Anti-vaxxers can be fired for refusing vaccine

In the recent CCMA case, an employer’s decision to dismiss an employee for refusing to be vaccinated was substantively and procedurally fair.


On 11 June, 2021, Minister of Employment and Labour Thulas Nxesi gazetted a directive on Covid vaccination especially within the workplace. The directive highlighted that employees may refuse to be vaccinated for either medical or constitutional reasons. On the other hand, the directive placed an obligation on employers to take necessary steps in ensuring that they provide their employees with a safe working environment. The directive placed a further obligation on employers to undertake risk assessments to determine whether ornot they intend to make vaccination mandatory in their workplaces. The directive, therefore, does not make vaccinations mandatory in the workplace.…

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On 11 June, 2021, Minister of Employment and Labour Thulas Nxesi gazetted a directive on Covid vaccination especially within the workplace.

The directive highlighted that employees may refuse to be vaccinated for either medical or constitutional reasons. On the other hand, the directive placed an obligation on employers to take necessary steps in ensuring that they provide their employees with a safe working environment.

The directive placed a further obligation on employers to undertake risk assessments to determine whether or
not they intend to make vaccination mandatory in their workplaces. The directive, therefore, does not make vaccinations mandatory in the workplace. It merely places a duty on companies to come up with reasonable measures to balance each other’s rights. The directive’s guiding idea is that employers and employees should treat one another with respect.

In the recent Commission for Conciliation, Mediation and Arbitration (CCMA) case between Theresa Mulderij and Goldrush Group, the commission found the employer’s decision to dismiss the employee for refusing to be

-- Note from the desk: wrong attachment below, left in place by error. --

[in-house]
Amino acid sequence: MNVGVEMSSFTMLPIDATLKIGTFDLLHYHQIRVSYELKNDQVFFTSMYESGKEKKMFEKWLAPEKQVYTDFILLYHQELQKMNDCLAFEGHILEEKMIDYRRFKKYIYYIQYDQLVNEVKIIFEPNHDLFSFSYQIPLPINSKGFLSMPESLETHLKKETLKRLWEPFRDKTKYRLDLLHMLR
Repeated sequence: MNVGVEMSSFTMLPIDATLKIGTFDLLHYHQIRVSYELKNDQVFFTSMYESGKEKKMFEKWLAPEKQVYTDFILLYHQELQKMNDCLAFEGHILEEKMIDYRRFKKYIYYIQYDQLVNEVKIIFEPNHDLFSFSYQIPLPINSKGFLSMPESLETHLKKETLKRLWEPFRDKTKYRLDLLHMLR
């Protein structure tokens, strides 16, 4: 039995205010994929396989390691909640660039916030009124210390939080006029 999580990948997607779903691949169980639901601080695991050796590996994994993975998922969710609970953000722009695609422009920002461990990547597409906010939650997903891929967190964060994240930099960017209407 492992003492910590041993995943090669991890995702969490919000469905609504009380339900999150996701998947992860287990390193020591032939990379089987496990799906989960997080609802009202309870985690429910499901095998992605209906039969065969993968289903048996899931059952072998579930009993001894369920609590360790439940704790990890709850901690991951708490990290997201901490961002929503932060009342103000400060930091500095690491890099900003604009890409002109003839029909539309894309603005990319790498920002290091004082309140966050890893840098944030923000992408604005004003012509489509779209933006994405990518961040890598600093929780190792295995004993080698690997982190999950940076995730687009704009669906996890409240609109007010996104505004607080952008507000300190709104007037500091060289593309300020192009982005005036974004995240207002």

vaccinated to be substantively and procedurally fair. The CCMA found the employee had been permanently incapacitated based on her decision not to get vaccinated and, by implication, refusing to participate in the creation of a safe working environment.

This follows the employer’s extensive process of developing a mandatory vaccination policy in its workplace.

The development of this policy consisted of consultations with employees and trade unions over three months. Mulderij applied for exemption from the employer’s policy on mandatory vaccination and relied on her constitutional right to bodily integrity as laid out in Section 12 (2) of the constitution.

She also relayed to the employer her concerns of the side-effects the vaccine may have on her. Mulderij stated
in her application for exemption that the World Health Organisation, confirmed that the vaccine does not stop the spread of the coronavirus or prevent people from contracting the Covid virus, but only serves to minimise the
severity of symptoms and side-effects and minimise possible hospitalisation.

Goldrush had submitted to the commissioner that due to Mulderij’s duties as a business-related and training
officer, she could not be placed in any other position as she interacted with site owners and employees. The company submitted the purpose of making jabs mandatory in its workplace was to protect its employees by creating a safe environment for them by ensuring all employees were vaccinated.

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This case highlights an adjudica tor’s duty to balance the rights of each party. It is evident from the case that there is no right that is absolute. The commissioner is required, as done by the commissioner in this case, to establish based on the merits of each matter, which rights can be trumped.

This is where we see the battle between the employee’s bodily integrity and freedom of choice versus the em ployer’s right to maintain a safe and healthy working environment in the workplace. On this basis, adjudicators will have to assess each case based on its own merits.

Factors and considerations that should be taken into account include, among others, the nature of the position the employee occupies, alternative positions that the employee can be placed in, the reasons for the em ployee’s refusal to be vaccinated and reasons provided by the employer for opting to make vaccination mandatory.

  • Molatudi is managing director, Chauke is senior associate and Mantutle is candidate attorney at Molatudi Attorneys in Johannesburg.

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